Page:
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Last week at IFA in Berlin, Google's CEO Eric Schmidt announced that later this year Google TV will go live in the US.
This week Intel chief Paul Otellini in an interview in the Wall St. Journal said that the first Google TV devices should start shipping in September.
Apart from all the hoopla and buzz, it was this quote from Otelline that resonated for me:
“My son is probably going to go buy a Google TV, simply because it’s cool,” Intel’s leader said. “He wants to be able to do his Facebook chat and talk to his friends saying, ‘Hey, are you watching the game?’ in real time. You cannot do that on Apple TV.”
In other words, the Millennials want to integrate social media with TV. Of course they do.
And that's one disconnect I have been seeing at IBC with a number of offerings for the reinvention of TV.
"It's all about the entertainment... TV is about watching video and live entertainment, not for chatting," one vendor told me. He was baby boomer.
Meanwhile, Three Quarters of 18-24 Year-Olds Regularly Browse the Internet While Watching TV - via mobile, laptops and PCs.
And Deloitte pipes in with:
“The phenomenal pace at which social media and social networks have become entrenched within our everyday lives raises the question of their possible long-term impacts on television. The current relationship can be characterised as predominantly complementary, but limited in reach. The future relationship may be more adversarial, with advertising the battleground.
And the report suggests that the younger age groups reveal where there may be the greatest synergy between social networks and media - or essentially that this is the playground of Generation Y.
“The twin genies of social media and social networks will not be popped back into their bottle. And this means that television needs to adapt to Web 2.0’s existence, exploiting its opportunities as much as it prepares against the threats.”
Facebook and Twitter are the behemoths of Social Media online. It's where Generation Y want to play and, though it's nice to include chat and some other features in a few of the vendor's IPTV and Connected TV cases, it's not what they want. They don't want to reform their social graphs yet again.
What's even more interesting. This from the New York Times:
According to the site insidefacebook.com, the median age of a Facebook user is 26, but the fastest-growing user group is women 55 and over, up more than 175 percent since last fall. Men 55 and over are right behind, having increased almost 138 percent during the same time period.
It's not rocket science... at least according to New Scientist, who say that TV networks are to become social networks eventually.
Yet many researchers and tech analysts say the most profound change to our TV habits will come via technology that allows us to share and socialise via our screens. The winners of the battle for digital domination in our living rooms, they argue, will be those who work out how to draw on the success of social networks such as Twitter and Facebook. New Scientist has spoken to some of the activists of this potential social TV revolution to get a glimpse of what will be on the box tomorrow.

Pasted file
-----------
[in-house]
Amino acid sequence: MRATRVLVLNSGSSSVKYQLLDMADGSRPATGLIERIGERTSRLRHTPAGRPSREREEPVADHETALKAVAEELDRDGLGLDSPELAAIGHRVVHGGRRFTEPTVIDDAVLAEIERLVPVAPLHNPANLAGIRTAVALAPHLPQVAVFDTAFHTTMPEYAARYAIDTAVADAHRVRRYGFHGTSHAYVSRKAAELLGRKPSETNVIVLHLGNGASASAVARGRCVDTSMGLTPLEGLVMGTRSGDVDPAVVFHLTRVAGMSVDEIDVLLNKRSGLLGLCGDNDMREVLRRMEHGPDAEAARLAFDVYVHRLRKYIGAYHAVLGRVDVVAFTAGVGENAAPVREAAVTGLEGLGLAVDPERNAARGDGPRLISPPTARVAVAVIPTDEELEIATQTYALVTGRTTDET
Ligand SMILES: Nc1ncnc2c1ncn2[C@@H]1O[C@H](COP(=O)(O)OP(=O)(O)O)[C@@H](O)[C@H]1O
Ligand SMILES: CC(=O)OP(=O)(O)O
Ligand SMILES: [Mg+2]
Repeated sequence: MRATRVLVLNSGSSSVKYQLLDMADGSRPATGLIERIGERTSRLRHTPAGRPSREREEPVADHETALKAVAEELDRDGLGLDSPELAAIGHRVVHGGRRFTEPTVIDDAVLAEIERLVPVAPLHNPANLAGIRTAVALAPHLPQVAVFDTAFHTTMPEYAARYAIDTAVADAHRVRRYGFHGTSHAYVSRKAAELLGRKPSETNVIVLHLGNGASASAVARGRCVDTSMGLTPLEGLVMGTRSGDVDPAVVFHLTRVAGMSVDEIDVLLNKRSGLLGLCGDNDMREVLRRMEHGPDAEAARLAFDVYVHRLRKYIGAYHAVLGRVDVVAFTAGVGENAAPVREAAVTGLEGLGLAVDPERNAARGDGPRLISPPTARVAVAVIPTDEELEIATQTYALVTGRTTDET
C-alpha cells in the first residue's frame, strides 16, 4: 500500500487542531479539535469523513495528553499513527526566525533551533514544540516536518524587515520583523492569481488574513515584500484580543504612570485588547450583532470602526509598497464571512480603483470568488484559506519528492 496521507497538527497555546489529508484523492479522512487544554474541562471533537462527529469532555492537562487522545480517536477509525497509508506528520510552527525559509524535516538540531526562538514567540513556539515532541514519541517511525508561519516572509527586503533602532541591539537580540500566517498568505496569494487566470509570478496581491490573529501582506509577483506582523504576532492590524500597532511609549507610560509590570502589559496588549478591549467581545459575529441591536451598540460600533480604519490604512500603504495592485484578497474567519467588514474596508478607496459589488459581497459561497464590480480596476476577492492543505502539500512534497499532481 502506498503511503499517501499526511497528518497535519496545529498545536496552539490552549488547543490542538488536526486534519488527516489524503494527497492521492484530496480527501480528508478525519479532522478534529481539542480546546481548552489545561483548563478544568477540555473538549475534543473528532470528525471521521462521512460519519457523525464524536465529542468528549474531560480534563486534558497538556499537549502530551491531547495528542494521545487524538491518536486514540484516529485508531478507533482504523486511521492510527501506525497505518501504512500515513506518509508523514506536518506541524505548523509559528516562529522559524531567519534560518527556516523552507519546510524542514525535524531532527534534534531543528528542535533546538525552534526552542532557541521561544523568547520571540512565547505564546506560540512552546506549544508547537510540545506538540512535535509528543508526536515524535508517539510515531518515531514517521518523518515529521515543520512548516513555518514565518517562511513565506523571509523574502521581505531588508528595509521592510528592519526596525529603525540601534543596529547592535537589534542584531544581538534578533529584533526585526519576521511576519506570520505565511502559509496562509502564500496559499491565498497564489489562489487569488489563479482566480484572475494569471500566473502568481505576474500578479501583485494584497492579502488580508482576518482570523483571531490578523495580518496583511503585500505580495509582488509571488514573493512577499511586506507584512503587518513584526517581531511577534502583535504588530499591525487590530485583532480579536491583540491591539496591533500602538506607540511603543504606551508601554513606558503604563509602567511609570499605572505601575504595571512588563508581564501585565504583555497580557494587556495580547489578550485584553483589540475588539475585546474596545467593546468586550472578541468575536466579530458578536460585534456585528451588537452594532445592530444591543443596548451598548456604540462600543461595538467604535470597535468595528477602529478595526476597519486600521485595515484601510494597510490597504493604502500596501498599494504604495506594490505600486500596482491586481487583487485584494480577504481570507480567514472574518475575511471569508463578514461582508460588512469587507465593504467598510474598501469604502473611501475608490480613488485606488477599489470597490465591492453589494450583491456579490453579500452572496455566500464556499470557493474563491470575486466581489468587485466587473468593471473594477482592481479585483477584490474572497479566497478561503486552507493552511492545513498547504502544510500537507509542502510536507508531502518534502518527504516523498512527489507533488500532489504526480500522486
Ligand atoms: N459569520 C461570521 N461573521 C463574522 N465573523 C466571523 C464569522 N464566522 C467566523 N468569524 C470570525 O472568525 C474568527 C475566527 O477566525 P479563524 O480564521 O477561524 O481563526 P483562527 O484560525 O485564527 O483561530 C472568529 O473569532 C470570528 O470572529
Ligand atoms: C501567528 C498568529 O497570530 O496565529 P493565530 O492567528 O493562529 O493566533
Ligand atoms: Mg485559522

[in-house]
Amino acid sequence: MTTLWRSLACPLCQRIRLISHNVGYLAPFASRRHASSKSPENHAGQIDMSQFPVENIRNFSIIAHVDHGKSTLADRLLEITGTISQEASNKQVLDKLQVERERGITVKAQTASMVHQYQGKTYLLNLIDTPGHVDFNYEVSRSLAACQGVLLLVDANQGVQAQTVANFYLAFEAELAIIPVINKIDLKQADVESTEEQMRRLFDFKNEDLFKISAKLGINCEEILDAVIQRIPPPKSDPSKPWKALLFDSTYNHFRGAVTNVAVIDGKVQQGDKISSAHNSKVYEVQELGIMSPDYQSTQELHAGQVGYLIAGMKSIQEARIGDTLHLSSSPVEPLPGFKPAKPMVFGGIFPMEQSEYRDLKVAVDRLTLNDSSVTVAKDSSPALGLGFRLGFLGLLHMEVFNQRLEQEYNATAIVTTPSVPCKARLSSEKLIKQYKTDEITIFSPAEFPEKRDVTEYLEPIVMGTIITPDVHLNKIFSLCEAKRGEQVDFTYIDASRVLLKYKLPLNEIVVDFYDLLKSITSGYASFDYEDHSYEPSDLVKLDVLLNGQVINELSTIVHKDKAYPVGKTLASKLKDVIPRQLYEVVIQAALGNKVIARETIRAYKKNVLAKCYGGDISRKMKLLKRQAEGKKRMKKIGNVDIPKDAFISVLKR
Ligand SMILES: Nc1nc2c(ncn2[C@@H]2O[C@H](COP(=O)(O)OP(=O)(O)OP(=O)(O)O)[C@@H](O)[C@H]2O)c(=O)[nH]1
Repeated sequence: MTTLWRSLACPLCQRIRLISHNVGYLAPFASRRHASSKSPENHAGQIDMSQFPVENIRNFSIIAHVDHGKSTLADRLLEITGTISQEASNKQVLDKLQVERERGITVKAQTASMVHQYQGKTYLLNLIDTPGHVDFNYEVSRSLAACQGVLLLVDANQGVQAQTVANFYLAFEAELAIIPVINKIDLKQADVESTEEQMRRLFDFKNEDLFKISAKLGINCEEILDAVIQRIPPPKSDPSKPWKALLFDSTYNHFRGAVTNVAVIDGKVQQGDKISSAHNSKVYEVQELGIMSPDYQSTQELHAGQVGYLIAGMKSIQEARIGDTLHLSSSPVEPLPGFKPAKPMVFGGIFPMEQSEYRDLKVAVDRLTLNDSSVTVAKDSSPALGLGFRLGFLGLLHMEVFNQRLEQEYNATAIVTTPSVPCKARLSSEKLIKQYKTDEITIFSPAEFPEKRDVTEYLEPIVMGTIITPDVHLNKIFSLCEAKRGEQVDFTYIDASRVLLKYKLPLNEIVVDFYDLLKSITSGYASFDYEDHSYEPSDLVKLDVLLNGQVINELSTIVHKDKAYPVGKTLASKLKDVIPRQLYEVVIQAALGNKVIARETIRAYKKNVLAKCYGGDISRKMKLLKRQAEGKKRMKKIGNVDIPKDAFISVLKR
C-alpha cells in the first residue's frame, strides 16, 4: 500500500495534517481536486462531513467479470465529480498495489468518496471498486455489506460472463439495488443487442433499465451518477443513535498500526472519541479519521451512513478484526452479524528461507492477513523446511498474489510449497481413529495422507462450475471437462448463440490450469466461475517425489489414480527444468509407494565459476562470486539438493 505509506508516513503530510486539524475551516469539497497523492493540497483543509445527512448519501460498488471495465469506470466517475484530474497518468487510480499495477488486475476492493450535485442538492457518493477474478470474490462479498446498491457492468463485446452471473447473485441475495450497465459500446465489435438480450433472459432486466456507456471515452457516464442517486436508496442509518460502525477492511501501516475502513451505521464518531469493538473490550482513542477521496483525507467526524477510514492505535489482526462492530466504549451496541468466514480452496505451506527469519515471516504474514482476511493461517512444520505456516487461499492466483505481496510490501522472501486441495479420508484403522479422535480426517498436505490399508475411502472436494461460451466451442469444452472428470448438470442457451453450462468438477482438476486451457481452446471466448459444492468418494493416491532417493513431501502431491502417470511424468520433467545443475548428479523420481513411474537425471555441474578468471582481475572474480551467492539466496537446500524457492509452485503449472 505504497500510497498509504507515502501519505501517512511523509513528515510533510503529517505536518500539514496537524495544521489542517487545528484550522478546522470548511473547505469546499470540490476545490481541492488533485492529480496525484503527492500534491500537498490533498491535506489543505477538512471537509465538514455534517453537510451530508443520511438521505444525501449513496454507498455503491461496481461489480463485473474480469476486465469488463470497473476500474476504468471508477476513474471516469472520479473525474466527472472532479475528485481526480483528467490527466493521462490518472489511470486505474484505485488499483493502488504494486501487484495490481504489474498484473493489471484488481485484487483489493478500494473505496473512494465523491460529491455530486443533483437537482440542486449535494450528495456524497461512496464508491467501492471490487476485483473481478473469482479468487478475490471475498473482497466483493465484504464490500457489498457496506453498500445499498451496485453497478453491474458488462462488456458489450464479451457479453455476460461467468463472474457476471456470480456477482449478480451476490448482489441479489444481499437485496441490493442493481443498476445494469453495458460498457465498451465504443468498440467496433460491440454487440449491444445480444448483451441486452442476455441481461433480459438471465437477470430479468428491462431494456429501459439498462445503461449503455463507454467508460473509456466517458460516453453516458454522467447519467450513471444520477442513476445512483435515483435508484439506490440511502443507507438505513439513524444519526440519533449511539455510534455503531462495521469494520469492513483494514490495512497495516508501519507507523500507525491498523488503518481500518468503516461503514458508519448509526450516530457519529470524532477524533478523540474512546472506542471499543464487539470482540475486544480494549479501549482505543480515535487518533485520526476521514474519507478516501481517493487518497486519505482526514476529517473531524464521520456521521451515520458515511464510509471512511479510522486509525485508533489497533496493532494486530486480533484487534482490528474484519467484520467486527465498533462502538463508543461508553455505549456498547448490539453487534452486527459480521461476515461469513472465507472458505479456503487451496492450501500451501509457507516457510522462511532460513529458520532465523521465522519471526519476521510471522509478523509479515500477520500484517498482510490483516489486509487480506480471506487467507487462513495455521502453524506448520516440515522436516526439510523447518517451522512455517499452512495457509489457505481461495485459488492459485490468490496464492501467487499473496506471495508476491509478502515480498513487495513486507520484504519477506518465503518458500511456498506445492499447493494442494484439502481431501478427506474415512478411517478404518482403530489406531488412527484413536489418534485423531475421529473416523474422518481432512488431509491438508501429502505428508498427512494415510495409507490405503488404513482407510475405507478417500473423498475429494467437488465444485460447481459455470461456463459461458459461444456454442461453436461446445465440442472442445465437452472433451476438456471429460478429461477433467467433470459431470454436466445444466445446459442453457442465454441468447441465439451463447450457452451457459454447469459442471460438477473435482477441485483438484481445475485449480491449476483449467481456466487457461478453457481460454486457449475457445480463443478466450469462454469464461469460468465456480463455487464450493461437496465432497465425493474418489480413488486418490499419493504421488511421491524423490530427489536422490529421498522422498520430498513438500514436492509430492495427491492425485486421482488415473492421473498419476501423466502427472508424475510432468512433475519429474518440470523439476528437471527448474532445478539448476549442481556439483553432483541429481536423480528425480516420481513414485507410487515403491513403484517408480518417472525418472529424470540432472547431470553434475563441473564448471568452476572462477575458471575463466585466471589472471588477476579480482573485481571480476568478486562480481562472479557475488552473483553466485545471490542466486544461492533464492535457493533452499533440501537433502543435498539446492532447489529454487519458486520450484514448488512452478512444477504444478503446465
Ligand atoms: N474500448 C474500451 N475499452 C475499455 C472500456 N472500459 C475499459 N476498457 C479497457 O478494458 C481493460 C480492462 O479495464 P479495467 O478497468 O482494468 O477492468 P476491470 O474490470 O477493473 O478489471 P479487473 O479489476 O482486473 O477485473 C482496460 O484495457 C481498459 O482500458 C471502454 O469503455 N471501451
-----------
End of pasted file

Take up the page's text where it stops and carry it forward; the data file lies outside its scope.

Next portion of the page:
Wise words from the event organizers of upcoming 2Screen in London:
We are watching more TV than at any time in the last five years. That statistic is usually followed by 'despite the rise of the Internet'. We're in the opposite camp. We believe TV viewing is increasing because of the Internet. The social web turns TV into an event, a shared experience.
At IFA in particular (a bit less at IBC) there has been so much focus on 3D despite researching showing that 3DTV Sales forecast are dwarfed by Connected TV to the tune of 27.7 million units in 2010 for Smart TVs while 3D set shipments will total only 4.2 million this year. By 2014, global connected TV shipments are anticipated to reach 148.3 million units, accounting for 54 percent of the total flat-panel TV market.”
The hype around Avatar in 3D and other major 3D blockbusters in the cinemas has undoubtedly build a fire under the CE 3D logpile, but it's a bit baffling as to all the chest beating about it - while Connected TV seemingly lies in stealth mode, as the invisible 600 pound gorilla in the room.
And not many vendors in the Connected TV arena at IBC were delving deep into social TV. Recommendation engines yes. Sure. But real Facebook integration or Twitter? Samsung with its Smart TV's yes. But the majority of the STB and OTT crowd are not getting overly creative with methods of integrating social media into their wares.
I will have more time to spend tomorrow and Sunday with exhibitors, as the first two days were chock full of seminars and meetings - and will give a more detailed analysis.
For now, let me leave you with some more wise words from Philip Bourchier O’ Ferral, Senior Vice President MTV Networks International:
The Future of TV is search, recommendation – leading to findability. And social media is the tool to do this.